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City Council tackles police cameras and civil rights museum

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Maggie Young

Daniel Bayer
  News Editor

GREENSBORO – The Greensboro City Council approved a contract on August 16 to purchase police body cameras from TASER International Inc. despite objections from citizens who find the rules governing camera footage release too restrictive.

“We don’t want you to put $2 million into body cams whose footage can only be seen at the discretion of the sheriff and the chief of police,” said speaker Ezekiel Ben Israel. “We just don’t want it.”

Several floor speakers criticized House Bill 972, a state law that required those wishing to see body camera footage to obtain a court order. The law, called the “Faircloth Bill,” after its sponsor, State Representative John Faircloth of High Point, overturned an earlier city ordinance regarding police footage.

“Do not throw away our money on cameras whose footage we cannot access,” said speaker Alex Hilland. “Do not let our state legislature declare that black lives do not matter to them.”

The speakers were frequently interrupted with clapping and applause from those attending the meeting, leading to a warning from Mayor Nancy Vaughan and the removal of at least one attendee by police.

The five year contract will cover the maintenance and upgrading of the cameras and cost $2 million. Most of the funding will come from federal forfeiture funds seized from drug dealers.

Despite the objections, the contract was approved 7 to 2. Councilmembers Jamal Fox and Sharon Hightower voted against the contract.

The council also voted to extend the loan period for the International Civil Rights Museum to February 2018, giving the museum additional time to raise matching funds to offset a $1.5 million loan from the city.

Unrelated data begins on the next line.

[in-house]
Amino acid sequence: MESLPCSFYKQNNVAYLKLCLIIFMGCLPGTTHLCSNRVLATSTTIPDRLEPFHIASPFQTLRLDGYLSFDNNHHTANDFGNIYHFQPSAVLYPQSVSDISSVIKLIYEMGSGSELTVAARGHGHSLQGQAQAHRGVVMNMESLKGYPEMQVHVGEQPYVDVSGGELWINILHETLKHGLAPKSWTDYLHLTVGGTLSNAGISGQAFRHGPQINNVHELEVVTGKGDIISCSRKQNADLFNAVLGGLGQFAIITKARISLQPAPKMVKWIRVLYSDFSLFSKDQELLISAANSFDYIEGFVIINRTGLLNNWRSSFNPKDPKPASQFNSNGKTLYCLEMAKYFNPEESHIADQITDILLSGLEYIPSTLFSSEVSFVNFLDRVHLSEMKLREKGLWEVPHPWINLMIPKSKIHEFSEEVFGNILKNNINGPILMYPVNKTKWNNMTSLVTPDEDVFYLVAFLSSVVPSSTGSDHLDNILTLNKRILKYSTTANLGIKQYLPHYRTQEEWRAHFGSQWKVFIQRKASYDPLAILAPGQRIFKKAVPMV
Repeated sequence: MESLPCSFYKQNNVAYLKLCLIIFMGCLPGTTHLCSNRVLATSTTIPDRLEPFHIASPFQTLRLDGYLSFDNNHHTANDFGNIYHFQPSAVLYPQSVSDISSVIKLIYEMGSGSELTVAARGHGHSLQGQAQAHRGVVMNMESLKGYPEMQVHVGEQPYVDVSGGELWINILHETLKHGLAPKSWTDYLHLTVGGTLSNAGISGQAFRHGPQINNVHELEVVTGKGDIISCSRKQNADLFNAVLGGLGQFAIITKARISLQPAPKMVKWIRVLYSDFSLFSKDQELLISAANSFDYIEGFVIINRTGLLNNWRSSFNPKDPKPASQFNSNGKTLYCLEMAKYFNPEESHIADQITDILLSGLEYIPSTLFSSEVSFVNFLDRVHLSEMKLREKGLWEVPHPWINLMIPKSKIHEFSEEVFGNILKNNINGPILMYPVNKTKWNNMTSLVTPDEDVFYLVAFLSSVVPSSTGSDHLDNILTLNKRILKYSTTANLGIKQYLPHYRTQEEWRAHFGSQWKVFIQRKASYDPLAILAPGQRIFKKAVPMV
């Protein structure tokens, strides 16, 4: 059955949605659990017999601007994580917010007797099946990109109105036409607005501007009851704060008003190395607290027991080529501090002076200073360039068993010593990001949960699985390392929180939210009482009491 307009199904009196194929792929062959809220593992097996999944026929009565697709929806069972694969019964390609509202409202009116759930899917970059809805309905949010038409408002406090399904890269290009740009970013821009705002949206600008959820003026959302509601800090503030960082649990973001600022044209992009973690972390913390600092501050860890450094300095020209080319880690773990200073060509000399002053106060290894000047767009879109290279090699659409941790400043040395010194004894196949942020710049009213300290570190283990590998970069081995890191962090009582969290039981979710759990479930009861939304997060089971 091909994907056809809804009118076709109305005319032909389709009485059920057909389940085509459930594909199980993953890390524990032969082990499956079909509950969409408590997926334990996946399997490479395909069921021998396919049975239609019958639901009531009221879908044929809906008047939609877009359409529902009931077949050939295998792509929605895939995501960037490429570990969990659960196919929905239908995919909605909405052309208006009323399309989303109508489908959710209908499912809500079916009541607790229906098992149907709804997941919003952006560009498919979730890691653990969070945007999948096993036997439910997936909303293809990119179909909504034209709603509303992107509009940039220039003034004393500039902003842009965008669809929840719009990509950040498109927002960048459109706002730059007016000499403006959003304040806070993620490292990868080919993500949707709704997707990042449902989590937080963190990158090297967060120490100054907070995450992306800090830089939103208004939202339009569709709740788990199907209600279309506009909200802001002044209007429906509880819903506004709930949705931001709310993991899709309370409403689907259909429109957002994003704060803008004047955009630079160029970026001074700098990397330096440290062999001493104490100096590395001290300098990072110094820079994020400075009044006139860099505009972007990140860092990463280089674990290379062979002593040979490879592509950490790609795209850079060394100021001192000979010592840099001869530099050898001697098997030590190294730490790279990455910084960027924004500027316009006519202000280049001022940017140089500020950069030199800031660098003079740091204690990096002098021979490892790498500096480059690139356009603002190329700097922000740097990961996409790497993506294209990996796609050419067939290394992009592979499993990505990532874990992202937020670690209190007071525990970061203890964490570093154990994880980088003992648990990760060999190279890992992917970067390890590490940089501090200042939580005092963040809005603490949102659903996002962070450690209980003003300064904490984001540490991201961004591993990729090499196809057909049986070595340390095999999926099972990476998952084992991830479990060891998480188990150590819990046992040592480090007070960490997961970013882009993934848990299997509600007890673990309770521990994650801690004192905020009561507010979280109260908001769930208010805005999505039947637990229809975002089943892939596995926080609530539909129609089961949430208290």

In response to a speaker’s complaint that the council treated the museum differently from other city-supported institutions, Councilmember Marikay Abuzuaiter said, “I personally feel that this council has bent over backward to try and assist the museum,” then added, “I support the value of the museum to our community, we can’t let it go away. But there are certain times where we must say that we have an agreement… and sometimes those things need to be followed.”

“I’m going to support this because it is the right thing to do,” said Hightower of the loan period extension resolution. “We loaned $1.5 million to the museum, but we did not give it to them all at one time. We changed the plan. Why are you going to change it to allow the first $750,000 forgiven and not change it to allow the remaining $750,000 to be forgiven?”

Councilmember Mike Barber wanted assurances that the former Woolworth’s building housing the museum couldn’t be sold for a profit if the museum closes, and denied that the museum was being treated differently.

“Some of the folks involved with the museum are lightning rod folks because we’ve known them forever,” said Barber, referring to museum founders and former politicians Skip Alston and Earl Jones. “That’s okay, they’re not bad people. So it’s not about the people, at least not for me.”

“My endgame is to ensure that this will be a museum in perpetuity,” said Barber, “and that’s what we want it to be used for.”

The council voted 5 to 4 in favor of the resolution restructuring the loan, with councilmembers Abuzuaiter, Barber, Justin Outling and Tony Wilkins voting no.

The council also voted to annex and rezone an area along Youngs Mill Road, allowing the construction of a Sheetz convenience store, despite resident opposition from the nearby Trinity Lake neighborhood. The items had been continued from the previous meeting after the council failed to muster enough votes to approve the ordinances.

The next city council meeting will be held on Tuesday, Sept. 6 at 5:30 p.m., and is open to the general public.

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